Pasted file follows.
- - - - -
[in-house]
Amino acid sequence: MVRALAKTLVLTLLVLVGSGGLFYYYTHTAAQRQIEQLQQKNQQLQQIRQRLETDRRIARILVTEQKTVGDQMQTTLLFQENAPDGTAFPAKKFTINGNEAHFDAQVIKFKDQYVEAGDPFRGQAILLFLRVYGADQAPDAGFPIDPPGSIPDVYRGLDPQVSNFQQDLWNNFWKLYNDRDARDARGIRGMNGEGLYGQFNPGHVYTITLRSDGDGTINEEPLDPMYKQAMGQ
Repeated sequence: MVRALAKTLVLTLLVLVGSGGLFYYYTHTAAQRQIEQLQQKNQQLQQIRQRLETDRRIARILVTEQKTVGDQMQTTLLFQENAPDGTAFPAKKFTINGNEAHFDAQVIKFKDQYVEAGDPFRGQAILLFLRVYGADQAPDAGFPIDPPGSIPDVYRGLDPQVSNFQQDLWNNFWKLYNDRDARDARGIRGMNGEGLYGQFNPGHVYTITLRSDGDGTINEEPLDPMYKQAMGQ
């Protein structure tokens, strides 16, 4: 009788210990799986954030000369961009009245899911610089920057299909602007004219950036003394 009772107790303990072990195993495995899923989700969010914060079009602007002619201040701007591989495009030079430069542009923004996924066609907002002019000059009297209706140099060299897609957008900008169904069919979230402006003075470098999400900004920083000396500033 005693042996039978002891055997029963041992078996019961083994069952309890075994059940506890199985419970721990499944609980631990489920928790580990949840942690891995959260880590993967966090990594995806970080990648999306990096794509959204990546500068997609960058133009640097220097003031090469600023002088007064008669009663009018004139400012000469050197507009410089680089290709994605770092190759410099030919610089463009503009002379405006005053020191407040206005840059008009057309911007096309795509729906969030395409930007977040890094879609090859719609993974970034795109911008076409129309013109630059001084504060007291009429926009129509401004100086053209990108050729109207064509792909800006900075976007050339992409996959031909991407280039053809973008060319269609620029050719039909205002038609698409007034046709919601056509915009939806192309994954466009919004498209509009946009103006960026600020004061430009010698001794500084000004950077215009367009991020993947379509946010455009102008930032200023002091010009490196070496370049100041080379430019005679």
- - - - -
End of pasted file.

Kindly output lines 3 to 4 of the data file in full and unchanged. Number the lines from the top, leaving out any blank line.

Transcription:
Repeated sequence: MVRALAKTLVLTLLVLVGSGGLFYYYTHTAAQRQIEQLQQKNQQLQQIRQRLETDRRIARILVTEQKTVGDQMQTTLLFQENAPDGTAFPAKKFTINGNEAHFDAQVIKFKDQYVEAGDPFRGQAILLFLRVYGADQAPDAGFPIDPPGSIPDVYRGLDPQVSNFQQDLWNNFWKLYNDRDARDARGIRGMNGEGLYGQFNPGHVYTITLRSDGDGTINEEPLDPMYKQAMGQ
């Protein structure tokens, strides 16, 4: 009788210990799986954030000369961009009245899911610089920057299909602007004219950036003394 009772107790303990072990195993495995899923989700969010914060079009602007002619201040701007591989495009030079430069542009923004996924066609907002002019000059009297209706140099060299897609957008900008169904069919979230402006003075470098999400900004920083000396500033 005693042996039978002891055997029963041992078996019961083994069952309890075994059940506890199985419970721990499944609980631990489920928790580990949840942690891995959260880590993967966090990594995806970080990648999306990096794509959204990546500068997609960058133009640097220097003031090469600023002088007064008669009663009018004139400012000469050197507009410089680089290709994605770092190759410099030919610089463009503009002379405006005053020191407040206005840059008009057309911007096309795509729906969030395409930007977040890094879609090859719609993974970034795109911008076409129309013109630059001084504060007291009429926009129509401004100086053209990108050729109207064509792909800006900075976007050339992409996959031909991407280039053809973008060319269609620029050719039909205002038609698409007034046709919601056509915009939806192309994954466009919004498209509009946009103006960026600020004061430009010698001794500084000004950077215009367009991020993947379509946010455009102008930032200023002091010009490196070496370049100041080379430019005679």